[By Sopuruchi Onwuka]
The ANOH Gas Processing Company (AGPC) which drives the ANOH Gas Processing Project in Eastern Niger Delta has secured additional $260 million to fully close funding gaps and guarantee completion of the plant development.
The gas project which was initially announced to carry a cost profile of $600 million has now amassed about $680 million in combination of equity and debt funding sourced from parent partners and money market players respectively.
AGPC parent companies, Seplat and NGC, had previously provided a combined $420 million in equity funding.
The new $260 million syndicated loan came from a consortium of seven banks. Stanbic IBTC Bank Plc played the consortium advisor) while the rest of participating banks, including United Bank for Africa (UBA) Plc, Zenith Bank Plc, FirstRand Bank Limited (London Branch) / RMB Nigeria Limited, The Mauritius Commercial Bank Limited, Union Bank of Nigeria Plc and FCMB Capital Markets Limited pooled the credit funds.
The facility, according to the company, allows for an additional $60 million accordion at the time of completion to fund an equity rebalancing payment at that time, if considered appropriate. The total available credit is far less than the funding commitments of more than $450 million provided by the lenders. And Seplat explains that the excess funding commitments received by the company represents a significant oversubscription and a strong sign of confidence in the project.
The company stated that the maximum project cost would now be $650 million, inclusive of financing costs and taxes. It added that the new estimated project cost would fall below the original $700 million, following a cost optimization program.
Managing Director of AGPC, Mr Okechukwu Mba, said the new $260 million debt facility would make the project is now fully funded. And the Chief Executive Officer of Seplat, Mr Roger Brown, added that full funding of the projects is an important milestone for AGPC.
According to Mr Mba, gas from AGP project will be enough to generate electricity for more than five million people in Nigeria and also make the AGPC a significant supplier of gas to Nigeria’s power sector, support local employment.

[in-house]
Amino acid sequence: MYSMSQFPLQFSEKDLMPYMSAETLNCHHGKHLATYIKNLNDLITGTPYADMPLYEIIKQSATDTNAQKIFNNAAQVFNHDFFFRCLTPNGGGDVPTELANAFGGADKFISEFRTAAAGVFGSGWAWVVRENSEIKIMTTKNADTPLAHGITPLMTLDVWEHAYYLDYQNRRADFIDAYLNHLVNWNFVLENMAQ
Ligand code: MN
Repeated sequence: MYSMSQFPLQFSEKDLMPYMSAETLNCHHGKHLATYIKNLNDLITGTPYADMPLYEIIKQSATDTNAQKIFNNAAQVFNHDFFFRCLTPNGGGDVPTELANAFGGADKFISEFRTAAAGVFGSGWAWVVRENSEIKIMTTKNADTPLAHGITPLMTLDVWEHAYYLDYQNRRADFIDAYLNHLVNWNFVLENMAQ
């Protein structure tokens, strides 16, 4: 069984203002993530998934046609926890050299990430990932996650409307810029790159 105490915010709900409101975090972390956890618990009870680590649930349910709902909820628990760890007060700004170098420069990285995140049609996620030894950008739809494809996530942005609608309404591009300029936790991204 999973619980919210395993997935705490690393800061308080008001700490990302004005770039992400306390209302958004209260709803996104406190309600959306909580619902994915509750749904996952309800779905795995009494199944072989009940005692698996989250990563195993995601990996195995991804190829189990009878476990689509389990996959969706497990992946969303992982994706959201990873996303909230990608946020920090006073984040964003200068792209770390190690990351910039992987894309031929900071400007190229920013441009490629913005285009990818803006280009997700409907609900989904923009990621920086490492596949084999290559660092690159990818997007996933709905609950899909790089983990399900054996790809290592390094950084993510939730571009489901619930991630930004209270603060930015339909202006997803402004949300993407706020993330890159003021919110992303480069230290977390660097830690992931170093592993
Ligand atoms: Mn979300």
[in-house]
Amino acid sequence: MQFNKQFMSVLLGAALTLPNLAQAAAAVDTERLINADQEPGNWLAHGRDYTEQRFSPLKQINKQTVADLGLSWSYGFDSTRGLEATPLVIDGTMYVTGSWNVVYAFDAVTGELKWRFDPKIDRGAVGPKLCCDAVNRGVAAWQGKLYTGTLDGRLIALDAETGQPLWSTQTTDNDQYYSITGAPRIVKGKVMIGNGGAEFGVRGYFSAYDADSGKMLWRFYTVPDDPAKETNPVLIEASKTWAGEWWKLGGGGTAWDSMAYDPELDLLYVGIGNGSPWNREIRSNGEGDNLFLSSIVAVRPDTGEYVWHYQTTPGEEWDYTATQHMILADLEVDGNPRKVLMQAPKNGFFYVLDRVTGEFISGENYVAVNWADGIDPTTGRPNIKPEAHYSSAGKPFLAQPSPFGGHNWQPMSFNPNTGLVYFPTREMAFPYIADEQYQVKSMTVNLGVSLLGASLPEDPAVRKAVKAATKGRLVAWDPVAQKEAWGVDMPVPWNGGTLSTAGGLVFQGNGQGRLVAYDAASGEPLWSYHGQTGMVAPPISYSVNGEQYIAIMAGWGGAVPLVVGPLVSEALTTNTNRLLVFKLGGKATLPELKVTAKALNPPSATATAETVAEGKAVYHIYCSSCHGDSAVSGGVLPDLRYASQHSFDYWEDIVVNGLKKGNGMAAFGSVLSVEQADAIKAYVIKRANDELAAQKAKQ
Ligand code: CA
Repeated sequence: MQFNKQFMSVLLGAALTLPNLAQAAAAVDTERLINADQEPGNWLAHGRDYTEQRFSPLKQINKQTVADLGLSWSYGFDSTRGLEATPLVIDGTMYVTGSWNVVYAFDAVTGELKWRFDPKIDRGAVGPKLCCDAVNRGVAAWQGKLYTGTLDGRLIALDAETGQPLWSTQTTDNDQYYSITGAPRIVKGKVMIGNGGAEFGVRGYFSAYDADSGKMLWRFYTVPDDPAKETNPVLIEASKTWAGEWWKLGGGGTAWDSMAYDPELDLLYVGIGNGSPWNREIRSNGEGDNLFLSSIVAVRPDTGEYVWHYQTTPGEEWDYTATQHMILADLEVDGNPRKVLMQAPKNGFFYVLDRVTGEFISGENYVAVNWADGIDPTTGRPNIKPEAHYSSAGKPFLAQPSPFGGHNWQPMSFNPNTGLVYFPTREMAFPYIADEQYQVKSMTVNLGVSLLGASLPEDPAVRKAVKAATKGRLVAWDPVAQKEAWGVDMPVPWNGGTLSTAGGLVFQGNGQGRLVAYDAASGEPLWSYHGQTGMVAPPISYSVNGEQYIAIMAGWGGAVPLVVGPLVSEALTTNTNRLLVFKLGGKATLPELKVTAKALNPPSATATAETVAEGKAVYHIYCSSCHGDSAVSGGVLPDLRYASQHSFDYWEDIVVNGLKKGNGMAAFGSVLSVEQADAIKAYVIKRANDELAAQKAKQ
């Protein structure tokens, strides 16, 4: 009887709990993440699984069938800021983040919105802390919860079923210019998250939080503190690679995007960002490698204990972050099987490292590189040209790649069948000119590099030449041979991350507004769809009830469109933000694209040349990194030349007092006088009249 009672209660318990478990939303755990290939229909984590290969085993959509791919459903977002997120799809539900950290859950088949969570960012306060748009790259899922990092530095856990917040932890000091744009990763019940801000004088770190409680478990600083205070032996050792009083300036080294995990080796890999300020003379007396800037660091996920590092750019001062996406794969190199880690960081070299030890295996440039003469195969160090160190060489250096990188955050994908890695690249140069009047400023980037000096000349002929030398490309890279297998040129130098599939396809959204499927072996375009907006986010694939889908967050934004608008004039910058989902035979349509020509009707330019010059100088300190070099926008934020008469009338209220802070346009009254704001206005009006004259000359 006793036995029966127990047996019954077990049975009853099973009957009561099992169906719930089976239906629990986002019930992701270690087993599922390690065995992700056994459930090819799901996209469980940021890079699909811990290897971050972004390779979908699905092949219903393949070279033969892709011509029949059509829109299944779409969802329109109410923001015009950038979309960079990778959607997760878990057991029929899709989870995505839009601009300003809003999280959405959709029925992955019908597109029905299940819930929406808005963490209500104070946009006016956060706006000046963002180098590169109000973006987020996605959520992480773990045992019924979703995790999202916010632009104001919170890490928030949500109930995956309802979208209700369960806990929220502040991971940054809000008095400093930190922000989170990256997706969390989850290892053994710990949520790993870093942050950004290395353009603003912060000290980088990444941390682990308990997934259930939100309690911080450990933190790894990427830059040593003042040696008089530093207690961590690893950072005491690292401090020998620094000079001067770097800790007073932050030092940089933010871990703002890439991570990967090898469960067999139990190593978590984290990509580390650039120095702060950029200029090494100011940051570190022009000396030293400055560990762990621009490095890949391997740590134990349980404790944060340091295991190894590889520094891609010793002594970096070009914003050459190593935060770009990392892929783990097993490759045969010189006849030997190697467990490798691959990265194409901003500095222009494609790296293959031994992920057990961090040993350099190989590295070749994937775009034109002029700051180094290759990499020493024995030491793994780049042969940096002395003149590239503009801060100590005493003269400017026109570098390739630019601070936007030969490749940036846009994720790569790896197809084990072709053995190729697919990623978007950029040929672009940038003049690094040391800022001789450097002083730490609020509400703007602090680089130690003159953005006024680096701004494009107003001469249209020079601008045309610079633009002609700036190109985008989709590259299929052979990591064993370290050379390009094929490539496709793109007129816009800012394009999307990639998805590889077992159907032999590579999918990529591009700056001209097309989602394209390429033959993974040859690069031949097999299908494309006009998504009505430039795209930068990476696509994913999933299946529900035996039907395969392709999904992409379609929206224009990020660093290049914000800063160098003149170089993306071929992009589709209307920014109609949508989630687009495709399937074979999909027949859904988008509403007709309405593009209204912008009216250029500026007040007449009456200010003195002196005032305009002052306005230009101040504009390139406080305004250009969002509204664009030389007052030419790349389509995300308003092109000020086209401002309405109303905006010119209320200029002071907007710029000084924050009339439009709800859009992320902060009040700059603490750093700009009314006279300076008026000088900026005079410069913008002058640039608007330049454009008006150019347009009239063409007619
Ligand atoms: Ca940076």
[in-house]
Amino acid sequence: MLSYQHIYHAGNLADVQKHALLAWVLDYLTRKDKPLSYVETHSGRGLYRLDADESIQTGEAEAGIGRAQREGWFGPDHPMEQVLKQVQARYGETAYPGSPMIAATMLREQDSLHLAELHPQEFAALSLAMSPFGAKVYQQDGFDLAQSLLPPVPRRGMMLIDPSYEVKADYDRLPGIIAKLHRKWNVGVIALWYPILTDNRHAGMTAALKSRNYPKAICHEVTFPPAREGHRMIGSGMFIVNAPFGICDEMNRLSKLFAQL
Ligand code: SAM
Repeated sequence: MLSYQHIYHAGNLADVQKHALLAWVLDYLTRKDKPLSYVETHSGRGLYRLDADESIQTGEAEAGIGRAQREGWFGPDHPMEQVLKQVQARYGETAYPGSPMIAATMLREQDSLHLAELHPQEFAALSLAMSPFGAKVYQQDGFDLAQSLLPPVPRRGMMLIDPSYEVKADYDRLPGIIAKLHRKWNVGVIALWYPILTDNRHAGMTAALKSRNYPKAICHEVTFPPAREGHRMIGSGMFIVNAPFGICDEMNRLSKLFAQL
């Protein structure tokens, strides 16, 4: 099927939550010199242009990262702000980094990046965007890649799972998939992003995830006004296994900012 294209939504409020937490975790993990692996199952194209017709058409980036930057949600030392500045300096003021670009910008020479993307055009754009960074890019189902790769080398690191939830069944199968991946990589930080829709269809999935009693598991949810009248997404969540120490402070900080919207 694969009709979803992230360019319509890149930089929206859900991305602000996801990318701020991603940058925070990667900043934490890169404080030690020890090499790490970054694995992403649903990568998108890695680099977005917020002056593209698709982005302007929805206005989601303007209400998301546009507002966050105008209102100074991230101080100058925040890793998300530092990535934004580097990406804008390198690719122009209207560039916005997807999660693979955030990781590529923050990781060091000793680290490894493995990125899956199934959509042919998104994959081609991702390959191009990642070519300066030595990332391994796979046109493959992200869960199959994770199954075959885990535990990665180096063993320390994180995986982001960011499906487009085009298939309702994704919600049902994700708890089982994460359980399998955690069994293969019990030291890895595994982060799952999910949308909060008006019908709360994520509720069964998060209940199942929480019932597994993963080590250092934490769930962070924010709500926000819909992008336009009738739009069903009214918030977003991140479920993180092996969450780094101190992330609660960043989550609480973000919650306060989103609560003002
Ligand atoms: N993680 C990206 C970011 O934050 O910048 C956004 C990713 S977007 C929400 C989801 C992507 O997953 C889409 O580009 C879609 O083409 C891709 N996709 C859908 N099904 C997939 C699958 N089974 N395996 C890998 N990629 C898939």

Mr Brown also stated that the plant development is a clear path towards strengthening Seplat’s position as Nigeria’s leading indigenous diversified energy producer. “It will help us drive, alongside our government partners, Nigeria’s transition to cleaner, less expensive power generation. We are extremely proud to partner with the Nigerian Gas Company in this strategically important project, which will create jobs and prosperity in the Nigerian economy,” he declared in a company statement.
Mr Brown added that “Seplat will continue to diversify its business and invest in gas to help Nigeria develop its own natural resources, which in turn will drive more sustainable social and economic growth for a young, rapidly growing population.”
The Oracle Today reports that AGPC is a domestic processing and supply incorporated joint venture (IJV) floated to commercialize huge gas reserves in straddled gas fields operated Seplat in Oil Mining Lease (OML) 53 area located in Imo State, in the southeast zone of the country.
A replica of the project is also driven in a contiguous oil block operated by Shell Petroleum Development Company (SPDC) Nigeria Limited whose activities onshore Niger Delta is currently caught in legal turbulence associated with decades of hostilities with local communities that have protested the environmental footprints of the Anglo-Dutch multinational.
Both Seplat and Shell operate separate oil and gas exploration and production joint ventures with the Nigerian National Petroleum Corporation (NNPC) whose gas business unit, the Nigerian Gas Company (NGC), also participates in both projects.
With its hands full with court cases and community crises, Shell’s version of the gas processing project in the area has not indicated significant progress.
London listed Seplat declared that full funding of the project, which would see development of plants and facilities with capacity for processing 300 million standard cubic feet per day (Mmscf/d) of gas, would sustain its lead in domestic gas supply with around 30% of gas used for electricity generation.